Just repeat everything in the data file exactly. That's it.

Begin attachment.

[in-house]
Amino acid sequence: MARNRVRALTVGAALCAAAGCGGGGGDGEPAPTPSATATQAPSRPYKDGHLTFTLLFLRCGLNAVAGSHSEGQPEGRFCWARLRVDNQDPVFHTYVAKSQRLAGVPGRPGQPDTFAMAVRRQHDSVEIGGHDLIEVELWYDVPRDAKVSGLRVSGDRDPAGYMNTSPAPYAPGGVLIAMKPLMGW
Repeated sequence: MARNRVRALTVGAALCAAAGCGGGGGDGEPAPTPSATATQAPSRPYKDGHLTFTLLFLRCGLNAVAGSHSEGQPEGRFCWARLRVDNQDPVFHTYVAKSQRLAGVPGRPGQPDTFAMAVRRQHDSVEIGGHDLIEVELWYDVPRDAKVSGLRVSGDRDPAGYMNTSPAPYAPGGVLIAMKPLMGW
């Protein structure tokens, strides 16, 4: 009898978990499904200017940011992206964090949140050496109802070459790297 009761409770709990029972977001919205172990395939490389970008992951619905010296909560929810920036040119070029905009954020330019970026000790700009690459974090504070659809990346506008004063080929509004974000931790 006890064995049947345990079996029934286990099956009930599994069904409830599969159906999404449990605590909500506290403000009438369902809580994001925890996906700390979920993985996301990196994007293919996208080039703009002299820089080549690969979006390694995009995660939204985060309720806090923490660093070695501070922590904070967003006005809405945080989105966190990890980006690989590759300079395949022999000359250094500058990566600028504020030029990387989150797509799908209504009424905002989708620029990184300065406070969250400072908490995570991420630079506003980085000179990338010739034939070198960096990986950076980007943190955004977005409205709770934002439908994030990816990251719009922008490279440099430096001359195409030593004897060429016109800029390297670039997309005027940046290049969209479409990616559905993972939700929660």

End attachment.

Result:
[in-house]
Amino acid sequence: MARNRVRALTVGAALCAAAGCGGGGGDGEPAPTPSATATQAPSRPYKDGHLTFTLLFLRCGLNAVAGSHSEGQPEGRFCWARLRVDNQDPVFHTYVAKSQRLAGVPGRPGQPDTFAMAVRRQHDSVEIGGHDLIEVELWYDVPRDAKVSGLRVSGDRDPAGYMNTSPAPYAPGGVLIAMKPLMGW
Repeated sequence: MARNRVRALTVGAALCAAAGCGGGGGDGEPAPTPSATATQAPSRPYKDGHLTFTLLFLRCGLNAVAGSHSEGQPEGRFCWARLRVDNQDPVFHTYVAKSQRLAGVPGRPGQPDTFAMAVRRQHDSVEIGGHDLIEVELWYDVPRDAKVSGLRVSGDRDPAGYMNTSPAPYAPGGVLIAMKPLMGW
């Protein structure tokens, strides 16, 4: 009898978990499904200017940011992206964090949140050496109802070459790297 009761409770709990029972977001919205172990395939490389970008992951619905010296909560929810920036040119070029905009954020330019970026000790700009690459974090504070659809990346506008004063080929509004974000931790 006890064995049947345990079996029934286990099956009930599994069904409830599969159906999404449990605590909500506290403000009438369902809580994001925890996906700390979920993985996301990196994007293919996208080039703009002299820089080549690969979006390694995009995660939204985060309720806090923490660093070695501070922590904070967003006005809405945080989105966190990890980006690989590759300079395949022999000359250094500058990566600028504020030029990387989150797509799908209504009424905002989708620029990184300065406070969250400072908490995570991420630079506003980085000179990338010739034939070198960096990986950076980007943190955004977005409205709770934002439908994030990816990251719009922008490279440099430096001359195409030593004897060429016109800029390297670039997309005027940046290049969209479409990616559905993972939700929660």